The matter was then investigated by Alberta’s Privacy Commissioner. A hearing was scheduled for later that year to determine if the letters contained personal information. If so, Tilston and other trustees could have been liable for a fine up to $10,000, and a lawsuit.

July 29, 1999: After being told by CBE administrators that it would be too expensive to host on the CBE’s official site, Anderson and Smith launched their own website to publish board reports, discussion papers and agendas. The two trustees drew the ire of their colleagues after not informing them of their decision to launch the website.

August 8, 1999: A collection of notes are discovered in a CBE trash bin and are published by the Alberta Report, the Herald, and the National Post:

– One of the notes is addressed to “Lizard,” and another writes Ms. Tilston’s name five times, as if someone was practising writing it.
– One note refers to Ms. Woo-Paw as a despot, and a second one says “TWP absolutely nauseates me.”
– Another note accuses “DS”– an apparent reference to Ms. Smith — of having “crappy hair,” while a fourth note has the authors conspiring to recruit people to oppose Ms. Smith politically. “I have to find a constituent to write a formal letter of complaint,” the short missive says. “Any ideas?”
– A note in response includes the names of two potential complainants, each of whom “lives in DS’s ward.” But the note says the pair may be too high-profile, and so it may be better to recruit “someone more obscure.”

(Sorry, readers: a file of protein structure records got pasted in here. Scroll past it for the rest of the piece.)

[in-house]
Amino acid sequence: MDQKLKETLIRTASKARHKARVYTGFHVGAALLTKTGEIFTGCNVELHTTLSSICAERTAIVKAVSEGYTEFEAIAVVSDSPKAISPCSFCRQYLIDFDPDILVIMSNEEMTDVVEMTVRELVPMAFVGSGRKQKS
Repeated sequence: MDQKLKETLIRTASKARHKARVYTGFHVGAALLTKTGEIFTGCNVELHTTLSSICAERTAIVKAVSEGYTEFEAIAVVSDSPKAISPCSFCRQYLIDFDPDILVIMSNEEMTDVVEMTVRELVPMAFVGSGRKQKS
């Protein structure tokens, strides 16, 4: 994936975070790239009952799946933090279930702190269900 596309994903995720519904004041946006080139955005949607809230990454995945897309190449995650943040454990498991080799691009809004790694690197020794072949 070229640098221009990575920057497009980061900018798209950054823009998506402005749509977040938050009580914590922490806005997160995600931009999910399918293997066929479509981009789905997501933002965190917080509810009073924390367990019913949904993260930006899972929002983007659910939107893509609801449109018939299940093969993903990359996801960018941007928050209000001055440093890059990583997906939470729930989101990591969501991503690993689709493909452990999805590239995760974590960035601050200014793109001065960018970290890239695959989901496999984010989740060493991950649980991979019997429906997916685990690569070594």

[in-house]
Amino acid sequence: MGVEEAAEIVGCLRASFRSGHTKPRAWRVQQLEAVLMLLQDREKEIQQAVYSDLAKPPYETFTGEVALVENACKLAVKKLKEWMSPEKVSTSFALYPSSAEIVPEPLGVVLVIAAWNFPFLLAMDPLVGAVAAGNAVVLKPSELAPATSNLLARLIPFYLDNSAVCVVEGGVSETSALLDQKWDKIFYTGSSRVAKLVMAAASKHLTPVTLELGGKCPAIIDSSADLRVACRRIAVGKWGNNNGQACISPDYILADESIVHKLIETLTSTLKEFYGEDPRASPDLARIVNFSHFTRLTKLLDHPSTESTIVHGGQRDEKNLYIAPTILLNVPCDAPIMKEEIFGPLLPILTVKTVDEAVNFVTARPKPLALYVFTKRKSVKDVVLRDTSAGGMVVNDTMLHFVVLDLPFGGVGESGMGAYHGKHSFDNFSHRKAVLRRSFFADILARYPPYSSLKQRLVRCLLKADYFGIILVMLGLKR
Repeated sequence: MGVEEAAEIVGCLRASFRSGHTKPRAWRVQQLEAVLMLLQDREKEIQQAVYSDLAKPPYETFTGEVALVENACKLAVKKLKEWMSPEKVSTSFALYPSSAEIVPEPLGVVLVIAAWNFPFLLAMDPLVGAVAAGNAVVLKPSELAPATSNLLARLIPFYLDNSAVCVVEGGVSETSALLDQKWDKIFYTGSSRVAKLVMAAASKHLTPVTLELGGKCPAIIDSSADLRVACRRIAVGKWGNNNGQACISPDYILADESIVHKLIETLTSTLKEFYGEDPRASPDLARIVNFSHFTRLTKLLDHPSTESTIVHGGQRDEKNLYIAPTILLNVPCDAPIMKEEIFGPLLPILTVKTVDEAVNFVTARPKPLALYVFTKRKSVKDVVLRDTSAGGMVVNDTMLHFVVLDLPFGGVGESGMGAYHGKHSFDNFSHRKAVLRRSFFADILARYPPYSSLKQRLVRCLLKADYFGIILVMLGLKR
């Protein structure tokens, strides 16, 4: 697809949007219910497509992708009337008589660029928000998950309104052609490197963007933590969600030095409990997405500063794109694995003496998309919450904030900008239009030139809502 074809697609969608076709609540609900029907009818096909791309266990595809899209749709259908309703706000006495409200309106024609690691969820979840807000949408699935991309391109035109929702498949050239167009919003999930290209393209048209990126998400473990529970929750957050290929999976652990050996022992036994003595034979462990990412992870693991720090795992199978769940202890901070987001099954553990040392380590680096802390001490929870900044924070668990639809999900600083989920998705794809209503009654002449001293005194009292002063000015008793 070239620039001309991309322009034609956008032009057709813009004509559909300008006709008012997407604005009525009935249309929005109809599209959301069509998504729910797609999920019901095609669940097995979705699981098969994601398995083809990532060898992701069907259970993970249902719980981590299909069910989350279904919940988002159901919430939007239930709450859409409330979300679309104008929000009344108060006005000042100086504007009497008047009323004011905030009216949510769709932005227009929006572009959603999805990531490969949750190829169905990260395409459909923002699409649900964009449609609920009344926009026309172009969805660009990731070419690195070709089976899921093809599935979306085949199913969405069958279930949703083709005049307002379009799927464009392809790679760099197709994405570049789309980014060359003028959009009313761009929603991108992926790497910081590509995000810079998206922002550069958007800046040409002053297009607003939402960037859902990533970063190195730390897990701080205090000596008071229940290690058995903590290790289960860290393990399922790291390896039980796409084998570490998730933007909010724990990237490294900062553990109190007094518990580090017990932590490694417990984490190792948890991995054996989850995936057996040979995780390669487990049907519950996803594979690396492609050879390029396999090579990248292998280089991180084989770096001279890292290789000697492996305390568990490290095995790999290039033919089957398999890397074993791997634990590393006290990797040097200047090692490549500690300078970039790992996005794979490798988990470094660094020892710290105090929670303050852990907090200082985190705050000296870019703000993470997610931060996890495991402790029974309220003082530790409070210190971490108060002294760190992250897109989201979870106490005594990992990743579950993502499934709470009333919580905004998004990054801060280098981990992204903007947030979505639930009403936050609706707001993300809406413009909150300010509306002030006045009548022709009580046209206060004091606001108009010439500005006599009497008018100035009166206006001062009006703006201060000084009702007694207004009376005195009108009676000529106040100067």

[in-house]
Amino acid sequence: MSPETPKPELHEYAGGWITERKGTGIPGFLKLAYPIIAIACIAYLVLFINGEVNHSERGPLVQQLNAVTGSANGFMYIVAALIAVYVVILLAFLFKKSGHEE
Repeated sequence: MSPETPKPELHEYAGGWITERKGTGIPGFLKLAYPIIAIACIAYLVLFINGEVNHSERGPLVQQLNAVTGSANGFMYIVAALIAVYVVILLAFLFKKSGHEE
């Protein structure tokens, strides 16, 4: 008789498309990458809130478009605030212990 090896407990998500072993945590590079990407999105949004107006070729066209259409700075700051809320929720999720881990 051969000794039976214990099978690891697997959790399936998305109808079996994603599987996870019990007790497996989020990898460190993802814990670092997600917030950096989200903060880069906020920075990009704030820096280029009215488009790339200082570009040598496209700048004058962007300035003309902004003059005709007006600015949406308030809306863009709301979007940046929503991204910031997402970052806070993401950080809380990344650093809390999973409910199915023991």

– Saying “I’ve decided to apply for aides for DS and PA, as they appear to be slow learners.”
– Questioning whether Ms. Anderson is wearing a “mood ring,” and is “more distant and pissed-off than usual.”
– Describing Ms. Pollock as looking like she has “stitches or a scar” on her face.
– Asking where “the FCD (an apparent reference to Ms. Woo-Paw) got her suit — it sure is ugly!”
– Saying “the FCD is being decidedly pissy this evening, as is her sidekick.”
– Asking “what’s trustee-half-a- brain is doing?”

Woo-Paw reminded trustees to abide by their code of conduct, which prohibited malicious behaviour. Smith told the Herald that she had seen the notes and believed the hand-writing was Tilston’s and LoVecchio’s. “Judy and Liz pass notes back and forth all the time” at board meetings. It’s a shame people are so petty when there is such important work to be done on the school board.”

August 9, 1999: Reported in the Herald:

The Calgary Board of Education voted Monday to punish two members who’ve been writing nasty notes about their colleagues at public meetings.
But only one of the two has admitted responsibility, and neither has apologized to her colleagues, board chairwoman Teresa Woo-Paw said after the board met privately.